3 Ways to Grow your Architecture and Engineering Firm by Aligning IT with Your Growth Goals
"Business-IT alignment is a dynamic state in which a business organization is able to use information technology (IT) effectively to achieve business objectives - typically improved financial performance or marketplace competitiveness." (Wikipedia)
Every AEC business, regardless of its size, should strive to align business and IT. Information Technology has been embedded in every aspect of the business for years. Technology is a major driver of business expansion, as well as innovation. IT touches everything you do in your business today. Marketing uses electronic communications to generate leads. Sales uses CRM tools to manage potential customers. Designers and engineers use computers to work on their projects. IT is part of every department, from Human Resources to Accounting. It's even there when you get a cup of your favorite morning beverage - Bluetooth coffee maker anyone?
One of the challenges that may be holding you back in growing your business is the separation between your process and your technology. You need to create and maintain a synergy between business goals and IT functions. As you grow, this alignment is only going to become more essential.
REALIZING THE IMPORTANCE OF IT - CHANGING THE MINDSET
You may be taking your most valuable business tool – information technology – for granted. Its capabilities go way beyond the computers you bought your staff and the WiFi connection that doesn’t always work reliably. You could be so accustomed to getting what you need from technology that you don’t think about how to put it to good use for your business.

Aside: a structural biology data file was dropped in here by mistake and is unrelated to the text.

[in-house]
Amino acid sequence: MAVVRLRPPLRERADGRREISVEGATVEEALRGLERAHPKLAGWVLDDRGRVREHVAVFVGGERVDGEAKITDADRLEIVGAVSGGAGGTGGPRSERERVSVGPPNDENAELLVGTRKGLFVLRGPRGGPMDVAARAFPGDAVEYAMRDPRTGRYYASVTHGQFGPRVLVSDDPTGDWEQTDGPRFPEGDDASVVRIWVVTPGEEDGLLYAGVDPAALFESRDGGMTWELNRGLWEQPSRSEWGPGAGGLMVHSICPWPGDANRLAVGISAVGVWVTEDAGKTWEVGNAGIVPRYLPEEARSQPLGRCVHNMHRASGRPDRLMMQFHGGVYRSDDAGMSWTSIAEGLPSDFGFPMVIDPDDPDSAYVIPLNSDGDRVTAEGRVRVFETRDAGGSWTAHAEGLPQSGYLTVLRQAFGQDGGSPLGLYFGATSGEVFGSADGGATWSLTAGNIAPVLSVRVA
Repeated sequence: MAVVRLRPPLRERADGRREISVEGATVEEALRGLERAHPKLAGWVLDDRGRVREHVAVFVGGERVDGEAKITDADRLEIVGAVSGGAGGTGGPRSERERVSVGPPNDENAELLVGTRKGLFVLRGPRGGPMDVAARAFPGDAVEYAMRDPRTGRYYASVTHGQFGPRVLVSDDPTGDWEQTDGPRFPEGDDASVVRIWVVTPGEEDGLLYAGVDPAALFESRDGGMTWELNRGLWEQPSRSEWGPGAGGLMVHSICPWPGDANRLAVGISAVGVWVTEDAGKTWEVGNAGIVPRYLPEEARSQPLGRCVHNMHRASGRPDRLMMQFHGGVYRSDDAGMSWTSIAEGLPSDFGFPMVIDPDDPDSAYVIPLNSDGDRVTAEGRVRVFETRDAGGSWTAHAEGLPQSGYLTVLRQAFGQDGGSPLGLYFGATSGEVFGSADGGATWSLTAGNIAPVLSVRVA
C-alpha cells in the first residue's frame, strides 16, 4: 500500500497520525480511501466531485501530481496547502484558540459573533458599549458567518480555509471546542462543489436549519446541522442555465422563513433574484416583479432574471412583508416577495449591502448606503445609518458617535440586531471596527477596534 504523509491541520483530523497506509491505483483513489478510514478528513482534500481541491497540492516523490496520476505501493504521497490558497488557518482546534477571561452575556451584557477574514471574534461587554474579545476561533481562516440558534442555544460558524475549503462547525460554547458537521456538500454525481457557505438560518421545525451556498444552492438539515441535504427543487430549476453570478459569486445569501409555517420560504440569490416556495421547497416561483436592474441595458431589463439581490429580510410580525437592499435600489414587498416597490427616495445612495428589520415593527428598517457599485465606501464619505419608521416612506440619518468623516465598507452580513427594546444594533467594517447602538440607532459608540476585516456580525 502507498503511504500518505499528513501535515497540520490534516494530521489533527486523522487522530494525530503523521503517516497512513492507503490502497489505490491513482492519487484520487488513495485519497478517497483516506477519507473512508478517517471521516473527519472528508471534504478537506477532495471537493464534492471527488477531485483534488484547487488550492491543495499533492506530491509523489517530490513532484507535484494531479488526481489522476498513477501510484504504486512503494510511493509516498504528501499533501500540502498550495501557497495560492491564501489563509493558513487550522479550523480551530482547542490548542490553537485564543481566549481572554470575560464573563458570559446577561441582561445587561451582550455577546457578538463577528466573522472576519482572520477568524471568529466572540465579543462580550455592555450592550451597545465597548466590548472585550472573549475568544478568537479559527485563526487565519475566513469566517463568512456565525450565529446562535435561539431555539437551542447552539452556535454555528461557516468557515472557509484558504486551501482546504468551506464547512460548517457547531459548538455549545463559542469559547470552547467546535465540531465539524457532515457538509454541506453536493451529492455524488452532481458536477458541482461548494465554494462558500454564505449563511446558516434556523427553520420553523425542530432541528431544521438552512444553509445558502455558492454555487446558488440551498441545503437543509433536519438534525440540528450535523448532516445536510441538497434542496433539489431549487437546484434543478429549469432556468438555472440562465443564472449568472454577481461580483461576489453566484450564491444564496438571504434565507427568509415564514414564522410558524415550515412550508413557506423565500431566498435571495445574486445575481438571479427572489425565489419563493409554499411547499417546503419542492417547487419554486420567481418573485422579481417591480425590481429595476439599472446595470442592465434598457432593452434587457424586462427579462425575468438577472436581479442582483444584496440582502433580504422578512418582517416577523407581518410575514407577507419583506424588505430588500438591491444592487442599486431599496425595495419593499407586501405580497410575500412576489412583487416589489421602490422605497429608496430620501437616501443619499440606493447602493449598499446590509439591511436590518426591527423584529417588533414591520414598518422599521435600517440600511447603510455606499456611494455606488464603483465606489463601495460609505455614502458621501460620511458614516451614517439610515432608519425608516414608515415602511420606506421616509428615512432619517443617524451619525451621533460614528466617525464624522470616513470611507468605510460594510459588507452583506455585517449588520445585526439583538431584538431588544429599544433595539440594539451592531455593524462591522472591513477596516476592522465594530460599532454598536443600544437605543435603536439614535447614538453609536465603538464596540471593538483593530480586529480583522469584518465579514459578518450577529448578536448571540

No one knows your business better than you do, but when it comes to IT functions, you’re probably not maximizing what it can do for you and your company.
Here are some of the most common mistakes we see businesses like yours making:
- Most small businesses, and architecture firms in particular, have either the owner or the most "technical" member of the staff handle duties of an "IT guy."
- 4 of 5 businesses of 20 or less people do not have an IT budget, nor do they plan for any IT spending in advance.
- 8 of 10 small AEC firms have suffered an IT systems outage of over four hours in the last year, which affected their bottom line.
- Most SMBs do not have a Disaster Recovery Plan as it pertains to recovering IT systems for critical business units.
- Most SMBs and AEC firms do not have any documentation related to their current IT environment, applications in use by various business units, or any formal IT related policies (IT acceptable use policy, IT security policy, etc…).
- 85% of all SMBs, do not have an IT roadmap or strategy for the next 3 years.
Now, ask yourself these questions:
- Does your business have a CIO/CTO/IT manager role in your organizational chart? Are the roles duties and responsibilities clearly defined? Who fulfills the role now and why?